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Ahoy! St. Marks Lighthouse Beckons Migrating Birds

st marks national wildlife refuge, bird migrations, lighthouses, great florida birding trail
(Image credit: Viktor Posner/U.S. Department of the Interior)

Just a short drive south of Tallahassee, Fla., St. Marks National Wildlife Refuge is a favorite winter stopover for migrating birds.

Established in 1931, St. Marks is one of the oldest refuges in the country. Spread across 68,000 acres are coastal marshes, islands, tidal creeks and estuaries of seven north Florida rivers that beckon migrating birds. Waterfowl are most easily seen on the refuge from mid-November through late December. Shore birds are most common during late spring and early fall. Songbirds arrive from their wintering areas in early spring and liven the refuge with their brilliant colors and songs.

The refuge is home to impressive wildlife of its own, including endangered species such as bald eagles, red-cockaded woodpeckers and green, loggerhead and leatherback sea turtles.

St. Marks is a gateway to the Panhandle section of the Great Florida Birding Trail, a 2,000-mile-long (3,200 kilometer) string of more than 400 protected bird habitats. Some 480 species of birds can be seen on the birding trail.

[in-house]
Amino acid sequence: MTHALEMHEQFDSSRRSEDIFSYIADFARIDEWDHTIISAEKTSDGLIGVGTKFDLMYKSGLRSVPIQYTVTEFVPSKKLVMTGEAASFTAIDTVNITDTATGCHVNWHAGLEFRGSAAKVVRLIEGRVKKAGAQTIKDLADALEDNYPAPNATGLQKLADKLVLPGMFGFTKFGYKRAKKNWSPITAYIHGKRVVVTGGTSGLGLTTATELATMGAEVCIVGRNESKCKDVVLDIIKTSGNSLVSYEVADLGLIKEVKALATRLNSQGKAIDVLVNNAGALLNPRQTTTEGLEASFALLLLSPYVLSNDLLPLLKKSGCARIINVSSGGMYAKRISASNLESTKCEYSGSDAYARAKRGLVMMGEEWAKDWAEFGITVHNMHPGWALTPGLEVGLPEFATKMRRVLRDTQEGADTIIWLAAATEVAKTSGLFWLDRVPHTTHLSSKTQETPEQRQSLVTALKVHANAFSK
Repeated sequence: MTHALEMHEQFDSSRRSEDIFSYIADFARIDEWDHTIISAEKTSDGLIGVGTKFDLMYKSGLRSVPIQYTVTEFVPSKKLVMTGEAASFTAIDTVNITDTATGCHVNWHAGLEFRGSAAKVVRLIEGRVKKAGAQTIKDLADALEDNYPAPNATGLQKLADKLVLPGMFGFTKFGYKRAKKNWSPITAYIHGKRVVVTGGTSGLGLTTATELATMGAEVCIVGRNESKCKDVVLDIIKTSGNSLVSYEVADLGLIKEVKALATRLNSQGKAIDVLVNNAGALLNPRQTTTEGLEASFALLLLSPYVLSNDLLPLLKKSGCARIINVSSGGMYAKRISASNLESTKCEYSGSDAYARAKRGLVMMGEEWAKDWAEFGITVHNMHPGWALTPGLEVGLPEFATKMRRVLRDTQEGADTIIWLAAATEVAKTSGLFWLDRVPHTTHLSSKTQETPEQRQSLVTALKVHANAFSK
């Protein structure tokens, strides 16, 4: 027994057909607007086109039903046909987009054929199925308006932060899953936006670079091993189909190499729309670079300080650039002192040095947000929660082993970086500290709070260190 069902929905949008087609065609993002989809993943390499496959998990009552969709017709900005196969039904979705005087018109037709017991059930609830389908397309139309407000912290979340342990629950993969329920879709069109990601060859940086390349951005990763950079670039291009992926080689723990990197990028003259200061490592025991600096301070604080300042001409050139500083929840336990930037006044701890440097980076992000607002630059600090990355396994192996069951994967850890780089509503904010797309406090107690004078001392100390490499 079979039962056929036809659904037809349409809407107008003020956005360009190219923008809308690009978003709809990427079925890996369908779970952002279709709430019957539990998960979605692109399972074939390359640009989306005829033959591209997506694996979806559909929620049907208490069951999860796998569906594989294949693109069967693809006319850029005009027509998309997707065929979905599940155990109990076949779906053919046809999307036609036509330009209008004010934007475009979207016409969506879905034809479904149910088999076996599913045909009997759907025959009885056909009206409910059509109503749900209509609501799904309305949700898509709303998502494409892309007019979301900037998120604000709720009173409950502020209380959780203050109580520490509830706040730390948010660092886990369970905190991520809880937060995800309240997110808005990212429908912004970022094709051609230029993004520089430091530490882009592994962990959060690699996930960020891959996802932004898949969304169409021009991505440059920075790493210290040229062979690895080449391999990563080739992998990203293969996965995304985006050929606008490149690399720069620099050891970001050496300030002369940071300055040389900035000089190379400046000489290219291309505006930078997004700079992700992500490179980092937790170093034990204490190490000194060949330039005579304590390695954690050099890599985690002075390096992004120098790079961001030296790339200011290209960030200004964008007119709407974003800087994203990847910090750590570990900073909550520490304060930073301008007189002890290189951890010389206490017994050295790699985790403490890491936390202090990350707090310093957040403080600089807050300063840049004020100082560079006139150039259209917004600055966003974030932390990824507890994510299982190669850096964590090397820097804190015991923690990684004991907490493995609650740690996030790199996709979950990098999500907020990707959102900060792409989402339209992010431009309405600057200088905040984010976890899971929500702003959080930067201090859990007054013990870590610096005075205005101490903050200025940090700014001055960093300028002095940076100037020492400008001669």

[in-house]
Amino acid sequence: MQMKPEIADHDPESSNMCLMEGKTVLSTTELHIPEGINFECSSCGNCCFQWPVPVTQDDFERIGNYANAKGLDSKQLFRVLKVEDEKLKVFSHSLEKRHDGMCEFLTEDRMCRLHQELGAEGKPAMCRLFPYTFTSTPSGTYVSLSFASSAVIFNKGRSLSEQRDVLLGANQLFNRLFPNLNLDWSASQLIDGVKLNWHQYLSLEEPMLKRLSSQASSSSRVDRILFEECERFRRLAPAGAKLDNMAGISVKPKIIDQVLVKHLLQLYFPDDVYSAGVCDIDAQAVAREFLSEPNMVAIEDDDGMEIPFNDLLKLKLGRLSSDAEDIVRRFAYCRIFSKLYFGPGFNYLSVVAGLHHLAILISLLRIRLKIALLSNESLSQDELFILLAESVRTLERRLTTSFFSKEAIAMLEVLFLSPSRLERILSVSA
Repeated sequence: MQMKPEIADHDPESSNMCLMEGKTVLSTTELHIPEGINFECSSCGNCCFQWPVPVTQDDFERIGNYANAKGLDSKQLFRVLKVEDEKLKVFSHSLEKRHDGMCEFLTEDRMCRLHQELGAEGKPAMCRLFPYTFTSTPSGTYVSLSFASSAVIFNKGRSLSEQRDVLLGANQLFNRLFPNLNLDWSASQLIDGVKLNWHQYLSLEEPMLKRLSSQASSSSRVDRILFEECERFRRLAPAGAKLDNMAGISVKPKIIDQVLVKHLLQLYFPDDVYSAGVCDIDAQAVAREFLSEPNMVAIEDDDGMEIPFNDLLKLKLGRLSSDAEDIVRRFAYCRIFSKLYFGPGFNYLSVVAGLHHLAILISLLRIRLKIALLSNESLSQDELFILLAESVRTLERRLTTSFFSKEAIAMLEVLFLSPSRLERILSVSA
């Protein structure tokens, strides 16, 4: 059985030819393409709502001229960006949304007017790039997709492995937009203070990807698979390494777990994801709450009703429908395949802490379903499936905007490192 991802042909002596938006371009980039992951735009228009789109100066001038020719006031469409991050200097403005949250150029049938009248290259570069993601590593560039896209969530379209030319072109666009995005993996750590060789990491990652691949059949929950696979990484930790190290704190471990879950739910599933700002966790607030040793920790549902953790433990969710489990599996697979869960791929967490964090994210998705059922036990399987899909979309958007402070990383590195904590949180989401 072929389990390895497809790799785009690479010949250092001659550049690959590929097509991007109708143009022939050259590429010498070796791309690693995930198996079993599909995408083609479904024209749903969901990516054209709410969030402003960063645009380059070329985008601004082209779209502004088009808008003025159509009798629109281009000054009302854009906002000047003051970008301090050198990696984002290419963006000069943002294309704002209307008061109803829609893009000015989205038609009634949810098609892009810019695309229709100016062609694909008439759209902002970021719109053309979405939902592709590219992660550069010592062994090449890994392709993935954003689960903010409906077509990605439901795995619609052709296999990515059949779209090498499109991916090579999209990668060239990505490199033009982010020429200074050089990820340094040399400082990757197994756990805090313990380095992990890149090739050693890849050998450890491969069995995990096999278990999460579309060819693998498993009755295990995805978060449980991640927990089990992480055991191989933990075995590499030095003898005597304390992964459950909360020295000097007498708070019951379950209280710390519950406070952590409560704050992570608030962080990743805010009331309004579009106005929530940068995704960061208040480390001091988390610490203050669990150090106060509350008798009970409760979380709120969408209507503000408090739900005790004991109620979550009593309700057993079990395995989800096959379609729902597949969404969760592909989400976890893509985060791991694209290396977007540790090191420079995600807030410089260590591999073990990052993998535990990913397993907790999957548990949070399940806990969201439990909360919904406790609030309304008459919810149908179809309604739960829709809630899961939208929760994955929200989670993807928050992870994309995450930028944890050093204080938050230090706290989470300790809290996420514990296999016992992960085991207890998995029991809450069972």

The St. Marks Lighthouse is a 73-foot-tall (22 meter) beacon for people as well as birds. The lighthouse was built in 1832 and is Florida's second-oldest lighthouse. It has survived relentless hurricanes and tropical storms and still operates today.

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Brett Israel was a staff writer for Live Science with a focus on environmental issues. He holds a bachelor’s degree in biochemistry and molecular biology from The University of Georgia, a master’s degree in journalism from New York University, and has studied doctorate-level biochemistry at Emory University.